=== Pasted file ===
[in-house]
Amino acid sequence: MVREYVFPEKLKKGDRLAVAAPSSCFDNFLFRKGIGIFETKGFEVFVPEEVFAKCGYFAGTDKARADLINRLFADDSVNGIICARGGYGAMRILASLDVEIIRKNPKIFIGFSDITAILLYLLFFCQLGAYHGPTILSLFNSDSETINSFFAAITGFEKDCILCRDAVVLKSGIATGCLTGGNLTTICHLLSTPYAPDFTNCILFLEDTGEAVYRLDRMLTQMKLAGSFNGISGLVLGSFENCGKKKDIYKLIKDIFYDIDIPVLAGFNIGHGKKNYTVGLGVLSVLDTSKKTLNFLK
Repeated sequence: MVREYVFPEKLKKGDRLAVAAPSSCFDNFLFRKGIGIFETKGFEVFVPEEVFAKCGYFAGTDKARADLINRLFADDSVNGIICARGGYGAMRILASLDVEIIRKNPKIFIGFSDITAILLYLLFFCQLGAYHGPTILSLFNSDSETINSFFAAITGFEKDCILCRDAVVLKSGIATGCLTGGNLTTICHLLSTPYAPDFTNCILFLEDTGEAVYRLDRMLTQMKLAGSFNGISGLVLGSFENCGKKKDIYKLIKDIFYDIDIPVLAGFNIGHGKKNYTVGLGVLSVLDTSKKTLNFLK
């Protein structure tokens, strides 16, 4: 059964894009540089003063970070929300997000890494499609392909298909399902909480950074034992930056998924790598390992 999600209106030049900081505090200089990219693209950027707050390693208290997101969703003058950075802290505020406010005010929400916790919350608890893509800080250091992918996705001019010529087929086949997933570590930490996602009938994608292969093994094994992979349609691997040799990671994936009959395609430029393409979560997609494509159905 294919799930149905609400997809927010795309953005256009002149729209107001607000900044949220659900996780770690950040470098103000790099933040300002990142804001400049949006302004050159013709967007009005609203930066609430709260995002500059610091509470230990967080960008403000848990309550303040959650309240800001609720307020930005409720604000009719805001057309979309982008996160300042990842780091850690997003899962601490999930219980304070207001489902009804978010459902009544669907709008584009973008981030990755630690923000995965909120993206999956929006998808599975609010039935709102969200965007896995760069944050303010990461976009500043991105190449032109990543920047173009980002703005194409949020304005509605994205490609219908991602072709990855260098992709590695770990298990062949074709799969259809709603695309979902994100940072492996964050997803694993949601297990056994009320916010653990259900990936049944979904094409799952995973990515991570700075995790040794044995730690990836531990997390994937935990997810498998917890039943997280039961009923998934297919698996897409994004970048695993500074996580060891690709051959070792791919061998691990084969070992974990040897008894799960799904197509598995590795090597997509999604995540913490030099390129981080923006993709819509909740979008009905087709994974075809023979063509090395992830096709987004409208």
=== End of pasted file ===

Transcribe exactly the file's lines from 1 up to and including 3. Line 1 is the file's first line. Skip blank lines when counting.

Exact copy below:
[in-house]
Amino acid sequence: MVREYVFPEKLKKGDRLAVAAPSSCFDNFLFRKGIGIFETKGFEVFVPEEVFAKCGYFAGTDKARADLINRLFADDSVNGIICARGGYGAMRILASLDVEIIRKNPKIFIGFSDITAILLYLLFFCQLGAYHGPTILSLFNSDSETINSFFAAITGFEKDCILCRDAVVLKSGIATGCLTGGNLTTICHLLSTPYAPDFTNCILFLEDTGEAVYRLDRMLTQMKLAGSFNGISGLVLGSFENCGKKKDIYKLIKDIFYDIDIPVLAGFNIGHGKKNYTVGLGVLSVLDTSKKTLNFLK
Repeated sequence: MVREYVFPEKLKKGDRLAVAAPSSCFDNFLFRKGIGIFETKGFEVFVPEEVFAKCGYFAGTDKARADLINRLFADDSVNGIICARGGYGAMRILASLDVEIIRKNPKIFIGFSDITAILLYLLFFCQLGAYHGPTILSLFNSDSETINSFFAAITGFEKDCILCRDAVVLKSGIATGCLTGGNLTTICHLLSTPYAPDFTNCILFLEDTGEAVYRLDRMLTQMKLAGSFNGISGLVLGSFENCGKKKDIYKLIKDIFYDIDIPVLAGFNIGHGKKNYTVGLGVLSVLDTSKKTLNFLK